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skatesindreams
04-10-2012, 03:54 PM
I suspect like many people who achieve success "suddenly", he was a lousy businessman.
There are many unscrupulous "promoters"/advisers/managers who are waiting to take advantage of them; and they are often steered in the "wrong" direction.
Even toward decisions with future legal consequences.

heckles
04-10-2012, 05:13 PM
I worked in a museum while he was in his heyday, and I think there was a lot of criticism of Kincaid from the arts establishment because they thought he was overly sentimental and commercial. He did a lot of safe stuff that spoke to ordinary people, and there's nothing wrong with that in my book.

Kinkade himself said that his work was intended for suburban homes, not for museums. He knew his market. His work might not have been that profound, but neither is a lot of the other tripe passing for "contemporary art".

VIETgrlTerifa
04-10-2012, 06:35 PM
I'm surprised that so many people here truly enjoyed his aesthetic, but I guess I shouldn't be since he made buttloads of money. I always found that his art lacked subtlety and his use of lighting was so over-the-top that it really lost perspective. I think the problem many have with his work (not just begrudging his success) is that his motivating factor solely became about profit and it showed in his art. I personally never felt anything above a Hallmark card with his work.

heckles
04-10-2012, 09:22 PM
I personally never felt anything above a Hallmark card with his work.

Coincidentally enough, he has a successful Hallmark line (http://www.hallmark.com/product/greeting-photo-cards/thomas-kinkade/).

His best work of performance art, however, was urinating on a Winnie the Pooh statue at Disneyland. That was golden, pun intended.

VIETgrlTerifa
04-11-2012, 12:38 AM
:lol:

Holley Calmes
04-11-2012, 04:26 AM
Did he really pee on Pooh? Horrors!

Art covers such a wide spectrum of quality and approaches that it's totally unfair to judge what is "art" with what just misses the cut. It SHOULD be easy to say what is schlock. I think Kincaid rode the razor's edge on that one, but I'll give him his due as a technician.

Example: Monet bores the heck out of me. I freely admit he was a Great Artist, but the cult of Monet has probably produced almost as much kitch as Kincaid's stuff. Of course, we all know Monet was an immortal, so there's othing to be said about it. Or is there? Everywhere I look, there is Monet lily pond stuff on stationery notes and canvas handbags. Personally, I like handbags like that, but that's not the point.

I am also presently at work on a needlepoint pillow consisting of a quadrant of a Klimpt work-a colorful gilded square of design. I adore it. Is it different from a Kincaid tea cup? And if so, how?

Art is personal. Time will separate the Monets from the Kincaids, but there's no reason anyone shouldn't enjoy what pleases them.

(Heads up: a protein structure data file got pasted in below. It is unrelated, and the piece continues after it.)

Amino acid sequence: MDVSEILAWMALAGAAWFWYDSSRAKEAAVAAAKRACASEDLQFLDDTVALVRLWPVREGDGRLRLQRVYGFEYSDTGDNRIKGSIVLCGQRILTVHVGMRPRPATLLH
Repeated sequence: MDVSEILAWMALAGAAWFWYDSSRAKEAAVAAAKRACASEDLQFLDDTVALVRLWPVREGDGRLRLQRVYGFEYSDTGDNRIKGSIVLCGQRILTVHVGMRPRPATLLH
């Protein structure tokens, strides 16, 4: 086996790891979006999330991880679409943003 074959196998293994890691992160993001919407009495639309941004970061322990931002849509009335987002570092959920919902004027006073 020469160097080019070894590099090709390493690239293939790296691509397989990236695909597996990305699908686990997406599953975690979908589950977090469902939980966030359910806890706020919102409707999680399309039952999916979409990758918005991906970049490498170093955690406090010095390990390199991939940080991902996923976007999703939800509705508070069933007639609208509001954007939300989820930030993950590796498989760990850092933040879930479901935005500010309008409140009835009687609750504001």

heckles
04-11-2012, 10:14 PM
Did he really pee on Pooh? Horrors!


Yes. Kinkade and Pooh at Disney-- the Holy Trinity (http://galleryoftheabsurd.typepad.com/14/images/winniethepeelo.jpg) of sentimental capitalism.

falling_dance
04-11-2012, 11:13 PM
Yes. Kinkade and Pooh at Disney-- the Holy Trinity (http://galleryoftheabsurd.typepad.com/14/images/winniethepeelo.jpg) of sentimental capitalism.

Please. Winnie the Pooh is so obviously a leftist revolutionary (http://www.voiceoftheturtle.org/mao/).

Artemis@BC
04-11-2012, 11:34 PM
Art is personal. Time will separate the Monets from the Kincaids, but there's no reason anyone shouldn't enjoy what pleases them.

This. His work was not my cup of tea ... but that doesn't mean I think it should be expunged from the art universe.

Somewhat OT but ... did you know there a movie was made about (or rather inspired by) him not that long ago? It's called The Christmas Cottage (http://www.imdb.com/title/tt0999872/), with Jared Padalecki as Kinkade. I think the movie pretty much mirrors his art -- scklocky and sentimental, but completely inoffensive. I only watched it because I knew some people involved in the production -- and frankly, it was the first time I'd ever heard of him or put a name to that particular brand of painting.

Anyway, RIP Thomas.

heckles
04-12-2012, 12:00 AM
Please. Winnie the Pooh is so obviously a leftist revolutionary (http://www.voiceoftheturtle.org/mao/).

A.A. Milne's classic Pooh was a honey-munching pinko, but then Walt taught the Bear with Little Brain the joys of commerce. Now Winnie and Tigger are selling the 100 Acre Wood to a condo developer.

falling_dance
04-12-2012, 12:10 AM
A.A. Milne's classic Pooh was a honey-munching pinko, but then Walt taught the Bear with Little Brain the joys of commerce. Now Winnie and Tigger are selling the 100 Acre Wood to a condo developer.

He's just lying low and waiting for more salubrious historical conditions to materialize (no social-democratic half measures for him). By making heaps of money in real estate, he can play Engels' industrialist dad to Roo's socialist researcher.